Hit the Moving Technology Target
By now most of us are painfully aware of some unusual business phenomena that the digital age has wrought. They include the following:
- Demand for your content may grow yet your business may suffer (e.g., the newspaper and record industries).
- The complete "long tail" of content inventory (i.e., both the top current hits and the "catalog" or legacy content) can be completely in stock at all times at every (digital) store. This replaces the old paragon of "just in time" inventory with "all the time" inventory in the virtual marketplace (i.e., bad news for brick & mortar stores).
- Although they've always been important, good timing and accurate market forecasting are absolutely critical to success today, and with much higher granularity requirements.
I called these points unusual but they only seem that way to those with a traditional media background. In fact, they are the new "usual" as standard operating procedures in the digital environment.
Lessons of LEO
There's been plenty of coverage here and elsewhere on items No. 1 and 2 above, so let's focus here on No. 3, using a particular instance that's been called "the Iridium syndrome."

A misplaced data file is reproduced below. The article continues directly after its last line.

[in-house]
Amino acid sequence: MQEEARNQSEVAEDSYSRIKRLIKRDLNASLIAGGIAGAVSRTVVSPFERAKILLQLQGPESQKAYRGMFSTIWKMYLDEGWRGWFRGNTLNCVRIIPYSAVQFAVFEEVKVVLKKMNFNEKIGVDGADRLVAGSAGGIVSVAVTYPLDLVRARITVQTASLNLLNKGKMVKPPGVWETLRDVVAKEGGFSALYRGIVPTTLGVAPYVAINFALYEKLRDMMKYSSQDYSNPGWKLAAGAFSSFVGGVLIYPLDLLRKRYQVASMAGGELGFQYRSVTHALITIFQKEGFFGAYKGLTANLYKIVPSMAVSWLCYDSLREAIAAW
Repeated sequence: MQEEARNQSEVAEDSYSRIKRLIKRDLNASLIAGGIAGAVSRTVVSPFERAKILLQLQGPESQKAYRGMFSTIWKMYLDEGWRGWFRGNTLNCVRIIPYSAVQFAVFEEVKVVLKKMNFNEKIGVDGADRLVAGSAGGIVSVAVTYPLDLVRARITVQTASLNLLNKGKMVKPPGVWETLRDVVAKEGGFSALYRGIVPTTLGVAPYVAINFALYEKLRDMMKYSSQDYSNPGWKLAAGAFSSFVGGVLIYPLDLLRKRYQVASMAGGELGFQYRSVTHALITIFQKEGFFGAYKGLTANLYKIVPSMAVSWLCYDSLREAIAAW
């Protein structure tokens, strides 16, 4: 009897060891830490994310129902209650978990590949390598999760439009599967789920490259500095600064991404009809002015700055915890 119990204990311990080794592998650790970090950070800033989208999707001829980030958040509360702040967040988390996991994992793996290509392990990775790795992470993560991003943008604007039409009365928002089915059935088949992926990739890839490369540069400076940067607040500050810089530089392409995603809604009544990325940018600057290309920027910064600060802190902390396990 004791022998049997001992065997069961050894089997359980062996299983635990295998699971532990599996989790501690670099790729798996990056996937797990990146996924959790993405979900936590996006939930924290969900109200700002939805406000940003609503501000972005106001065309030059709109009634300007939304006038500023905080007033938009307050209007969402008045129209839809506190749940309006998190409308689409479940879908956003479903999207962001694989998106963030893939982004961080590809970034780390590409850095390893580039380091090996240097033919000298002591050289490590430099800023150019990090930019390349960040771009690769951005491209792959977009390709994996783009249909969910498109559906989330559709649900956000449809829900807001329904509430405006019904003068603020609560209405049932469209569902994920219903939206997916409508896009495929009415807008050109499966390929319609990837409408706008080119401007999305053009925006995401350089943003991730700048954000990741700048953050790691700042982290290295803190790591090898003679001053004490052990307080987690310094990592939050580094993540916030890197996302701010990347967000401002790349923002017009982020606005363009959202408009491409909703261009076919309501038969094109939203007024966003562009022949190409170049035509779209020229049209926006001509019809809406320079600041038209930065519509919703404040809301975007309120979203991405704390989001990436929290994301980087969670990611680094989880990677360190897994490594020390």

The name comes from the low-earth orbit (LEO) satellite system that Motorola developed for global voice communications in the 1990s, as you'll recall. You'll probably also remember the system's notorious demise in 1999, after the investment of more than $5 billion.
How could such a well-established and savvy technology company make such a monumental blunder? It was mostly due to bad timing and poor predictive skills.
There have been numerous contributing causes cited in Iridium's postmortem, but most analyses agree that the primary reason for the failure is as follows.
In the 1980s the concept of providing wireless voice communication to almost anywhere on the planet seemed like a great idea, and appeared likely to be a big commercial success. So Motorola set about designing, building and launching a network of 66 satellites — a process that took about a decade to complete. During that development time, however, terrestrial cell phone service had taken hold and was already providing essentially the same service for much of the developed world.